Arab Spring Overdose?

I think people have become generally bored with the Arab Spring. It has taken much longer than initially expected, mutated into different movements and uprisings across the globe, launched a major counter-revolution, caused 2 wars and unending bloodshed, gave rise to political Islamists, pushed many government and news outlets to show their true colors (which aren’t necessarily pretty), and divided friends and family over their positions regarding “revolution” or change in general. Even the way in which its image was initially created out of necessity – mobile and youtube videos – is now somehow seen as being not reliable enough as a credible source of news for events taking place on the ground.

People want a fresh take on things. A new fix. Clearer images and better reporting. On the ground activists who have a background in international journalism. News corporations without government backers. Unbiased non-sectarian political analysts. A totally free press. No sneaky agendas whatsoever.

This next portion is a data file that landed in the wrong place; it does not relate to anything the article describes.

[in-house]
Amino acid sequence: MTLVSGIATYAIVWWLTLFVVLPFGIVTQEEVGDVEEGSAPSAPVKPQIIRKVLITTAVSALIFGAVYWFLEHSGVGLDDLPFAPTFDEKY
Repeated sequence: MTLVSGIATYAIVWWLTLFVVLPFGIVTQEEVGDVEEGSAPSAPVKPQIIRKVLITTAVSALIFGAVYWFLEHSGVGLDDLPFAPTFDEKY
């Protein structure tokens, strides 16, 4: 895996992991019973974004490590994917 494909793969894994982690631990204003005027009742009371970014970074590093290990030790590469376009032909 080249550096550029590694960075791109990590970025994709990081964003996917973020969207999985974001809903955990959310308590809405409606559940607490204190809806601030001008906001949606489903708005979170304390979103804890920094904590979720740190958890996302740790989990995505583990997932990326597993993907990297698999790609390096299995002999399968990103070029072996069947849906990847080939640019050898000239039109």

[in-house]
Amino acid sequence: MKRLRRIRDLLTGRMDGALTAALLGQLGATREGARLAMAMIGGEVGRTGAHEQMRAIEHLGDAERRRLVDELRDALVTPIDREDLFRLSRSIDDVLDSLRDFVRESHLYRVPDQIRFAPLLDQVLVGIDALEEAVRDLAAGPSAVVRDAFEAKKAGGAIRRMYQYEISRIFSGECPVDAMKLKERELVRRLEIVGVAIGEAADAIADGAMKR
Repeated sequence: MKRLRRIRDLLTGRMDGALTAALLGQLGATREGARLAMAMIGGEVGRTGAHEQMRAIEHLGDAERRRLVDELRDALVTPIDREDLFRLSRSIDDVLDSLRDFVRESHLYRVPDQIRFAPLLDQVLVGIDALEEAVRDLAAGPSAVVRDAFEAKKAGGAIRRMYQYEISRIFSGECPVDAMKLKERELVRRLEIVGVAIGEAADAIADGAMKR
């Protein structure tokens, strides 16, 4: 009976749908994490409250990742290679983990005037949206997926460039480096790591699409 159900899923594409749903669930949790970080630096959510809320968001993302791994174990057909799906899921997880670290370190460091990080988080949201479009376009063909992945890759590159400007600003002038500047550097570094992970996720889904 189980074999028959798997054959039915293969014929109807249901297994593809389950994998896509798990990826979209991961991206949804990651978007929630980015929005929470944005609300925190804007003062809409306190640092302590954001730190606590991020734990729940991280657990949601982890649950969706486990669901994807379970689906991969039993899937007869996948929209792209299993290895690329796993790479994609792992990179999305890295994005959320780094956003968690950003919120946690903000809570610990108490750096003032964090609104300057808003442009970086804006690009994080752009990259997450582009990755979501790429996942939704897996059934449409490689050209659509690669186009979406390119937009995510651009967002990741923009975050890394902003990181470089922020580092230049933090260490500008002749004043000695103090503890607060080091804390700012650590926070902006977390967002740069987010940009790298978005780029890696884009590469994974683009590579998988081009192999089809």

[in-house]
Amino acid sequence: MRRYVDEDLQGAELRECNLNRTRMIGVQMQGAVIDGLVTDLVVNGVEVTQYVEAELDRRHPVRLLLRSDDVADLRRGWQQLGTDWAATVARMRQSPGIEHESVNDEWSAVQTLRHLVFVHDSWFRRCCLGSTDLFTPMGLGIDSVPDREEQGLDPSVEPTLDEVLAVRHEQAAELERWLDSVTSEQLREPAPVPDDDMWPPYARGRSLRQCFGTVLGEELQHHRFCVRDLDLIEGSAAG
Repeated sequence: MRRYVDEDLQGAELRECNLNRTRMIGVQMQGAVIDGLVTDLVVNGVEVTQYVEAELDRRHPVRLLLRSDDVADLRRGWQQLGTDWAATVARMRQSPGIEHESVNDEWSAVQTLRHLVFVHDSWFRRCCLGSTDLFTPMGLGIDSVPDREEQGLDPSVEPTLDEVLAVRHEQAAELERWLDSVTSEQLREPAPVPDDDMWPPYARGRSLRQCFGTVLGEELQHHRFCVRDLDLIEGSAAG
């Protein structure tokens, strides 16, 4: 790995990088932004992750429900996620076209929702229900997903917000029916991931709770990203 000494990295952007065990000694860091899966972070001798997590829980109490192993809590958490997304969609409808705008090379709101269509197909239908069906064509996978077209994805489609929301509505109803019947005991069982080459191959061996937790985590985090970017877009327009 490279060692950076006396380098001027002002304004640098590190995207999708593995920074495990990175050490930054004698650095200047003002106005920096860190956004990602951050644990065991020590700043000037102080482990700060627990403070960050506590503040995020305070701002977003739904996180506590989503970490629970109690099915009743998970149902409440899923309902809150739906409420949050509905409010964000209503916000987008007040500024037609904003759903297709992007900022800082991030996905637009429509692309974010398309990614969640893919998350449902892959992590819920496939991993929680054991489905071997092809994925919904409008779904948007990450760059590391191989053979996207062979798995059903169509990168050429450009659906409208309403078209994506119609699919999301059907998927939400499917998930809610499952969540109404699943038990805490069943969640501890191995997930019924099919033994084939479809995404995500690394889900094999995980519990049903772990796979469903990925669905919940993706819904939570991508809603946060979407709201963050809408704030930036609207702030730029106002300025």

However – and it is unfortunate to say so – we don’t live in such an ideal world today, and for that matter I don’t recall we ever have done so before, especially in the Arab world.

Sultan Al-Qassemi, a prominent Emirati social media commentator / now turned political analyst, has written this scathing article on Al Jazeera and Al Arabiya’s biased coverage of events in Syria.